Obsessive compulsive disorder (OCD) is a mental health condition characterized by intrusive thoughts and mental images called obsessions, coupled with repetitive behaviors called compulsions, that a person engages in to try to cope with the obsessions. When we hear of OCD, we often think of people who are fixated on cleanliness, hand-washing or having things perfectly in order, but there are other forms of OCD. Sometimes people who live with a less common type of OCD may feel as if they do not truly have a mental health condition, but the reality is that these forms of OCD represent legitimate mental health disorders, and they are worthy of recognition.
The Importance of Recognizing Uncommon Types of OCD
It is critical to call awareness of OCD in general, because this mental health condition can create significant distress for the people who live with it, making it difficult for them to function in daily life. While it’s important to recognize OCD on the whole, it is also critical to highlight lesser-known presentations of the disorder, so that people know they are not alone.
Fixations on cleanliness and order are likely what comes to mind first when picturing OCD, but studies have demonstrated that there are other subtypes of this disorder. In fact, a large body of research has found that there are multiple types of OCD:
- A subtype involving forbidden thoughts like aggression, sexual fantasies, or religious taboos
- A focus on symmetry, order, and counting
- Fixation on fear of contamination, and a need to clean
What can be concluded from these findings is that while obsessions with orderliness and cleaning may be involved in OCD, some people may experience this mental health condition differently, and their reality should not be discounted.
The Five Least Common Types of OCD
Clinical research supports the existence of multiple types of OCD, and given this fact, mental health advocates have begun to describe some lesser-known OCD subtypes. Consider the five least common types below.
This subtype of OCD involves intrusive thoughts of harming others or committing some sort of violent act. Someone who suffers from these types of thoughts experiences significant distress, because thoughts of harming others are inconsistent with their values and who they are. People who have harm OCD would never actually hurt someone, but ongoing images of violence and aggression begin to control their thoughts. In an attempt to manage obsessive thoughts of violence, people develop compulsive rituals to help them cope.
Sexual Orientation Fixations
While it may be normal to have some conflicting thoughts about sexual orientation, a person who lives with sexual orientation OCD will spend a significant amount of time obsessing over their sexual orientation. For example, a female who identifies as heterosexual may find herself looking at another attractive woman, and then ruminating over whether she might be attracted to women. Thoughts of, “Am I sexually attracted to her?” or, “Am I lesbian?” may permeate the woman’s thoughts, and she will develop compulsions to attempt to keep these intrusive thoughts at bay.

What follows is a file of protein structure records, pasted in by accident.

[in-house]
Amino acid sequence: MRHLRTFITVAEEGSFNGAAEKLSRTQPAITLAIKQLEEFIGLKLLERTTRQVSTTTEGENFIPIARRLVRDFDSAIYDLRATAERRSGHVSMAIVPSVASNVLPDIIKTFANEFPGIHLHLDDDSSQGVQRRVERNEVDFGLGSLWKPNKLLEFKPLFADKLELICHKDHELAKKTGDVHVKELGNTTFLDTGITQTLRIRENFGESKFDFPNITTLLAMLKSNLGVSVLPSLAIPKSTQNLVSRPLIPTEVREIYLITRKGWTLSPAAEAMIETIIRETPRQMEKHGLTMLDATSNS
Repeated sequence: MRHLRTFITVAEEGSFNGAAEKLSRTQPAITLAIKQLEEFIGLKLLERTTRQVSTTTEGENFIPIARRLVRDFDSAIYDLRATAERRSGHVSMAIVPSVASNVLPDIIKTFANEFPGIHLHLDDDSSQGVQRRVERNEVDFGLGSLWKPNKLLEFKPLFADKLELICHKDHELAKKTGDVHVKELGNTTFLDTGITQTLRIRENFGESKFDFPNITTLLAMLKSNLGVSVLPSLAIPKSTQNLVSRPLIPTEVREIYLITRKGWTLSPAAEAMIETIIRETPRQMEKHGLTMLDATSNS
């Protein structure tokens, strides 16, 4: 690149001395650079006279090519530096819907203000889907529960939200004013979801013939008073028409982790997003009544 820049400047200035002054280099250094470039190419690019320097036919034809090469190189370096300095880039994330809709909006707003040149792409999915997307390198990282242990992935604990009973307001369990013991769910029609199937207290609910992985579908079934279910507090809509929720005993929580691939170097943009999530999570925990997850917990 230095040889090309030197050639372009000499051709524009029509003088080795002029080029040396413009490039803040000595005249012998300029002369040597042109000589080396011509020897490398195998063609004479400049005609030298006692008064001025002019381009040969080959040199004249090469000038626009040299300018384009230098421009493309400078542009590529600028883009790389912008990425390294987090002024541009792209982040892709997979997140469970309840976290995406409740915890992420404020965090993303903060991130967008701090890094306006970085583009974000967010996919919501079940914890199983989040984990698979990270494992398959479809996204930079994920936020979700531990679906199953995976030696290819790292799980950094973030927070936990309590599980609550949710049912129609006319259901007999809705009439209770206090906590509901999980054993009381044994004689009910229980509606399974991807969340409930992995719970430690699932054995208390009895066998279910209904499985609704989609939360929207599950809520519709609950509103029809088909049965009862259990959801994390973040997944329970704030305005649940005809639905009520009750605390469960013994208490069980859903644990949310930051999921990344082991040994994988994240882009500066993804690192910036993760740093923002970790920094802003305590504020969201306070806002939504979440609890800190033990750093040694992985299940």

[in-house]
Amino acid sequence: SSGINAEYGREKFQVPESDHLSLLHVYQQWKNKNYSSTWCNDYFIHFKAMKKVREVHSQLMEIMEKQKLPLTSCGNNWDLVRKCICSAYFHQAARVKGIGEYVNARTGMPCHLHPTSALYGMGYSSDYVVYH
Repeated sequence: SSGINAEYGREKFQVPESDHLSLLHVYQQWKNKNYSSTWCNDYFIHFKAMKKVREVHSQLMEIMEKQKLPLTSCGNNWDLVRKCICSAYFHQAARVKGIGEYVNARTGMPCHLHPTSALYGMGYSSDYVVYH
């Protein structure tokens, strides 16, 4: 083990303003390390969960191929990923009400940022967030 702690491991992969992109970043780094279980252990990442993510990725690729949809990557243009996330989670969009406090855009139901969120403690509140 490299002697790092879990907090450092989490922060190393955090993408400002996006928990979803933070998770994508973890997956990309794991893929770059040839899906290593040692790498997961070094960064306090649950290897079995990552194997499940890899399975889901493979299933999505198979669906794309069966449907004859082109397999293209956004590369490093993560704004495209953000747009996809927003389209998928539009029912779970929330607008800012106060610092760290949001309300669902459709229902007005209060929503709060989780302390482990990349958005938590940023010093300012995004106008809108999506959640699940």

This subtype of OCD occurs in people who have no desire to harm children but worry that they may sexually abuse a child. It can occur in people who have their own history of childhood abuse, because they may have been told somewhere along the way that being a victim of abuse means they will go on to abuse someone else. With constant worries of abusing a child entering their minds, people with pedophilia and OCD will go to great lengths and develop rituals that they believe will prevent them from hurting a child.
Scrupulosity or Religious OCD
People with scrupulosity or religious OCD fixate on strict adherence to religious principles or moral ideals. They hold themselves to high moral or religious standards and feel extreme guilt or anxiety when they fall short. For instance, a person with this OCD subtype might obsess over certain Bible verses and convince themselves that they are committing unforgivable sins if they do not abide by the Scripture.
We often hear about postpartum depression, but it’s important to also call attention to postpartum OCD, as it can create significant distress for the mother and interfere with the bonding between mother and baby. Women who live with postpartum OCD have unwanted thoughts of harming their babies, and they often avoid interacting with the baby, at least in certain settings, in order to control the risk of harm. For example, a woman may fear that when she is alone with her baby she will cause some sort of harm, so she will avoid being alone with the infant.
People who have symptoms of OCD often require treatment, even if they are experiencing a lesser-known form of OCD. When untreated, OCD symptoms can make it difficult to function in daily life because so much time and energy are spent coping with intrusive thoughts and managing them through compulsions. OCD is often treated with therapy, order Stromectol medication online, or a combination of the two. Two specific types of therapy, called cognitive-behavioral therapy and habit reversal training, can be especially beneficial for OCD. SSRI medications, which are used to treat depression and anxiety, can also be beneficial.
While many people with OCD do respond positively to these usual forms of treatment, some people find that their symptoms do not improve. In this case, an alternative or add-on treatment may be needed. One alternative treatment that is utilized is transcranial magnetic stimulation (TMS), and numerous studies have shown that this treatment modality is effective for OCD.
TMS is non-invasive and simply requires patients to sit comfortably as a device is placed against the head to send electromagnetic pulses to areas of the brain associated with mood regulation. Pulse TMS provides this service for those in the Los Angeles area. Contact us today to schedule an appointment.